Underappreciated during her lifetime, Mary Anning made important contributions to paleontology in the late Nineteenth Century. In Ammonite, writer and director Francis Lee imagines her later career, when she struggled with poverty and isolation. The Neon release opened in theaters November 13.
In Lee’s script, Anning searches for fossils while scouring the rocky beaches near Lyme Regis. As played by Kate Winslet, she is a perfectionist finding her way in a still-evolving field. She forms a relationship with Charlotte Murchison (Saoirse Ronan), a neglected wife grieving over a recent miscarriage. Their affair forces Anning to re-evaluate her position in Lyme Regis.
Lee’s previous feature, God’s Own Country, was marked by extensive research and attention to detail. He took a similar approach to Ammonite, prepping with the cast and heads of department four to five months before shooting started.
“That’s the only way I know how to do it,” he said by telephone. “In order to create an authentic world, you have to really investigate who these people are. I do a fair bit of research into the minutiae of people’s lives, and then work with the actors to investigate their characters from the moment they’re born until we meet them in the film.”
Winslet spent weeks on the beaches of Dorset working with a chisel and hammer, learning not just how to become a fossiler, but what it was like to experience the cold, wet conditions Anning faced.
“All of those feelings will impact on how her character will be played, both physically and emotionally,” Lee said. “Similarly with heads of departments, we start four or five months before the shoot, building the details of this world.”
Saying that he was not a fan of “set dressing,” Lee insisted that every object within the movie’s locations had to be charted into the space.
“For example, with a cup I would say to the Production Designer [Sarah Finlay], where is this cup from? Where was it made? Who bought it? Why did they buy it? Where did they buy it? Where did they keep it? So everything feels like it belongs and has a purpose. And if it doesn’t, then it doesn’t stay on the set.”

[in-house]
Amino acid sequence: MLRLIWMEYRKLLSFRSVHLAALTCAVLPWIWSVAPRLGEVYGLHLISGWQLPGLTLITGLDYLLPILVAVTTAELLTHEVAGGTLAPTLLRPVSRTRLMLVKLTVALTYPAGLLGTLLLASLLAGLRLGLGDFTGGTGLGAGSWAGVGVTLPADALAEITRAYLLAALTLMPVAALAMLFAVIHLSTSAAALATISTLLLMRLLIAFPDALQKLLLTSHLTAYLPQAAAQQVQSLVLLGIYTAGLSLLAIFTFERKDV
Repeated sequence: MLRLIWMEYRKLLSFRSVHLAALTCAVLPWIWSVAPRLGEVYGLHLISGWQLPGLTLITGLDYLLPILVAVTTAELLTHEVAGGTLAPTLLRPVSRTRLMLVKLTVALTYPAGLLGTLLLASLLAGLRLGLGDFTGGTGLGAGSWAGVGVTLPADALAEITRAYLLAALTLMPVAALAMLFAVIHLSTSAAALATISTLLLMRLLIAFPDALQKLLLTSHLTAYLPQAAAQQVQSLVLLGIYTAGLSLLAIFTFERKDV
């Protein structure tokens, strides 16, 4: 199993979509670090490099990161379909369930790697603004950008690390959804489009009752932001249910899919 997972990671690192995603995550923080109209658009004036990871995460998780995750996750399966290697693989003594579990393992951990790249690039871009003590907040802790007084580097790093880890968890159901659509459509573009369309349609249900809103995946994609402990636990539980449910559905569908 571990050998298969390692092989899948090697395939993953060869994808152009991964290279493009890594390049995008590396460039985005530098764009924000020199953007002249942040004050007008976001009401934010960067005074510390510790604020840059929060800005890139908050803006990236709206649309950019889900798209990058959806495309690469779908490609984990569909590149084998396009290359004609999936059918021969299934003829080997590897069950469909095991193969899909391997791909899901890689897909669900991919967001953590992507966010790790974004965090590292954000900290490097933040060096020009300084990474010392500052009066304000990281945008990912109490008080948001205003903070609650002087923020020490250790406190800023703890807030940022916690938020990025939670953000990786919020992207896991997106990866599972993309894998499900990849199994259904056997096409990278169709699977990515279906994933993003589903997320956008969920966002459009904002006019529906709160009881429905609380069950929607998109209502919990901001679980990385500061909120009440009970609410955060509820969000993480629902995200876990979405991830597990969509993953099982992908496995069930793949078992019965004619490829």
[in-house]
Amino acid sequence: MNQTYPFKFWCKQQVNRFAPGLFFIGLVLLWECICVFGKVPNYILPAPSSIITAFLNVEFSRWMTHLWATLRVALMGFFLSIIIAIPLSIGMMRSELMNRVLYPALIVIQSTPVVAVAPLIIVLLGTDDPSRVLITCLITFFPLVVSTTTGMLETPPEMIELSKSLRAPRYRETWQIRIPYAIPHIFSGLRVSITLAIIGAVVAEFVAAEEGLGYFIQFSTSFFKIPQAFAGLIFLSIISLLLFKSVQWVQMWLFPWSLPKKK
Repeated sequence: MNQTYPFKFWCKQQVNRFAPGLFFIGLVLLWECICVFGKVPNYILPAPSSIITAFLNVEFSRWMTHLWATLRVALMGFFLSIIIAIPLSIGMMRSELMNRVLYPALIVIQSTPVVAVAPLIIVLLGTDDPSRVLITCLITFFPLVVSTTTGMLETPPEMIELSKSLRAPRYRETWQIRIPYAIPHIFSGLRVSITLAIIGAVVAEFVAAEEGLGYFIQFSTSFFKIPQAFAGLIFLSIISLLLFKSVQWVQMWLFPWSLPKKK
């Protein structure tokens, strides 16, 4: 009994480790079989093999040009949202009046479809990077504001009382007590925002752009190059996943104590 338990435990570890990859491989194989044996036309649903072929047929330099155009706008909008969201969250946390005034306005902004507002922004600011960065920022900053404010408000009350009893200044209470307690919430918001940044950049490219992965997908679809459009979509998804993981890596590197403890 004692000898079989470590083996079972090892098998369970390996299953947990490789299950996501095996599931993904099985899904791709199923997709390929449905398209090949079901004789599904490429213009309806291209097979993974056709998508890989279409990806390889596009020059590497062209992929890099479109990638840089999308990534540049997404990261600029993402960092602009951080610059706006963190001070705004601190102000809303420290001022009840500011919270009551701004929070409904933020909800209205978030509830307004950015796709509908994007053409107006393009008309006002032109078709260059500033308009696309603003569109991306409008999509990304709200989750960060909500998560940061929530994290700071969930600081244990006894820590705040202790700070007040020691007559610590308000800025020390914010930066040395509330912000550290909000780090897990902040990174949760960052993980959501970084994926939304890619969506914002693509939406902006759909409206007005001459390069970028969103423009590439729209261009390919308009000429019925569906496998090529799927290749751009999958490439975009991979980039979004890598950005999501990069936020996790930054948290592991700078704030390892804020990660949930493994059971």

Costumes received the same attention. Clothes at the time were expensive, in part because they were all hand-made. Winslet’s character would have been able to afford only three or four dresses, and they would have been out-of-fashion because she could not buy new ones.
Shooting took place on location in Lyme Regis and its surroundings. Anning’s home had been torn down, replaced by a museum, but Lee and his crew were able to find period equivalents for her house and shop. Rooms for the lower classes of the time tended to be small, dark and uncomfortable. They were difficult to film in, especially since Lee wanted to use natural light as much as possible.
The director described Director of Photography Stéphane Fontaine (A Prophet) as an invaluable collaborator. They decided on a fluid camera that remained close to the characters. Rather than storyboard interior scenes, the two tried to figure out how the spaces were originally used.
“Stéphane and the actors were very much involved with how we filmed in those rooms,” Lee explained. “I’d go, ‘Okay, where is the best natural light in the room? That’s where they would put the chair for reading. Where’s the warmest part of the room? Where’s the damp part? Where’s the dark part?’